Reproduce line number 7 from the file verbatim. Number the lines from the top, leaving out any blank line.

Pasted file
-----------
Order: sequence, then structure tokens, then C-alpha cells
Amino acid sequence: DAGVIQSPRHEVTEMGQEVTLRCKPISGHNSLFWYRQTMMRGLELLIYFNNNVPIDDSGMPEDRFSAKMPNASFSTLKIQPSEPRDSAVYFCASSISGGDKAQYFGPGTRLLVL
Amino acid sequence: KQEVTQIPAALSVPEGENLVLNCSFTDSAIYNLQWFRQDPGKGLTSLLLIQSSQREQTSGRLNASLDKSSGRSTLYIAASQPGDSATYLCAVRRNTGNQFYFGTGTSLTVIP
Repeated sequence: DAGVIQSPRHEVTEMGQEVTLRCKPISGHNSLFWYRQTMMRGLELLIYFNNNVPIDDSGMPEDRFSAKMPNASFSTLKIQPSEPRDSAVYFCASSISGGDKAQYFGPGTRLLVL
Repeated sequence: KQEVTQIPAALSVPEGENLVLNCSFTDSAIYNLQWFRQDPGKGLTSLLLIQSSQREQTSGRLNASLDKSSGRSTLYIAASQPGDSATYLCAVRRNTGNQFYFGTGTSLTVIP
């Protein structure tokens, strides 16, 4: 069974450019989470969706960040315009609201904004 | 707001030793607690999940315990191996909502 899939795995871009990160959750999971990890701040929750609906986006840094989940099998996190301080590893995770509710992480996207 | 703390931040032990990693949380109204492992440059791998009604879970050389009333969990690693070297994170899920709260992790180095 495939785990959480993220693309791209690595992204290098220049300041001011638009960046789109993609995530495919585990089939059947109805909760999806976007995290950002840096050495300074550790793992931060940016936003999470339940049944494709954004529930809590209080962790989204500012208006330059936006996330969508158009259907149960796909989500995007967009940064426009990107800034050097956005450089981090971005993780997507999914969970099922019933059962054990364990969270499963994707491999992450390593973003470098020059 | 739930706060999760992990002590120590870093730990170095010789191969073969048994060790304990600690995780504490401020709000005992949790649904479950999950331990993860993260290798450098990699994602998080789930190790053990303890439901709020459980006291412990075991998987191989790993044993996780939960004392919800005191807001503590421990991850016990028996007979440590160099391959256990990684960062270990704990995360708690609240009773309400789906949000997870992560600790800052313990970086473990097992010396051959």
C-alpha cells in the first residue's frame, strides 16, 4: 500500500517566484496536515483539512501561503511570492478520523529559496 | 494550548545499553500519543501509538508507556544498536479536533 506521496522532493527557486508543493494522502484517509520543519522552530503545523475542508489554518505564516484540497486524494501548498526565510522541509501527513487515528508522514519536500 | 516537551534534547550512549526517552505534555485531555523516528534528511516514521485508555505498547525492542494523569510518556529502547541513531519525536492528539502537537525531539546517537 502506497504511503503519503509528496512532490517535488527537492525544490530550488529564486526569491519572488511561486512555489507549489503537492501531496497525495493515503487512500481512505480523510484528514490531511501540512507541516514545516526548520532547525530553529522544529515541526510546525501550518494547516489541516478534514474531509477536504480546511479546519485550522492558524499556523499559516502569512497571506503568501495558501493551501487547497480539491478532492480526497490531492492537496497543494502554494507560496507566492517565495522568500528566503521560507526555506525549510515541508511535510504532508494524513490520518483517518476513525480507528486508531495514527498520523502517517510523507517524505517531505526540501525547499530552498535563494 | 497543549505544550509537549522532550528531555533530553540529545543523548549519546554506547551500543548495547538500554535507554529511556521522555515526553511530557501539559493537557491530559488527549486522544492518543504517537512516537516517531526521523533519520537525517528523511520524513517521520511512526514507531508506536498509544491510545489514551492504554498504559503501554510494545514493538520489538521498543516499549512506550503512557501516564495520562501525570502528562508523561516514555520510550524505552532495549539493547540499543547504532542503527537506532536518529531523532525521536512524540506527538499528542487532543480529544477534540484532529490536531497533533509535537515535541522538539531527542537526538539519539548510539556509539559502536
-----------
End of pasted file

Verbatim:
C-alpha cells in the first residue's frame, strides 16, 4: 500500500517566484496536515483539512501561503511570492478520523529559496 | 494550548545499553500519543501509538508507556544498536479536533 506521496522532493527557486508543493494522502484517509520543519522552530503545523475542508489554518505564516484540497486524494501548498526565510522541509501527513487515528508522514519536500 | 516537551534534547550512549526517552505534555485531555523516528534528511516514521485508555505498547525492542494523569510518556529502547541513531519525536492528539502537537525531539546517537 502506497504511503503519503509528496512532490517535488527537492525544490530550488529564486526569491519572488511561486512555489507549489503537492501531496497525495493515503487512500481512505480523510484528514490531511501540512507541516514545516526548520532547525530553529522544529515541526510546525501550518494547516489541516478534514474531509477536504480546511479546519485550522492558524499556523499559516502569512497571506503568501495558501493551501487547497480539491478532492480526497490531492492537496497543494502554494507560496507566492517565495522568500528566503521560507526555506525549510515541508511535510504532508494524513490520518483517518476513525480507528486508531495514527498520523502517517510523507517524505517531505526540501525547499530552498535563494 | 497543549505544550509537549522532550528531555533530553540529545543523548549519546554506547551500543548495547538500554535507554529511556521522555515526553511530557501539559493537557491530559488527549486522544492518543504517537512516537516517531526521523533519520537525517528523511520524513517521520511512526514507531508506536498509544491510545489514551492504554498504559503501554510494545514493538520489538521498543516499549512506550503512557501516564495520562501525570502528562508523561516514555520510550524505552532495549539493547540499543547504532542503527537506532536518529531523532525521536512524540506527538499528542487532543480529544477534540484532529490536531497533533509535537515535541522538539531527542537526538539519539548510539556509539559502536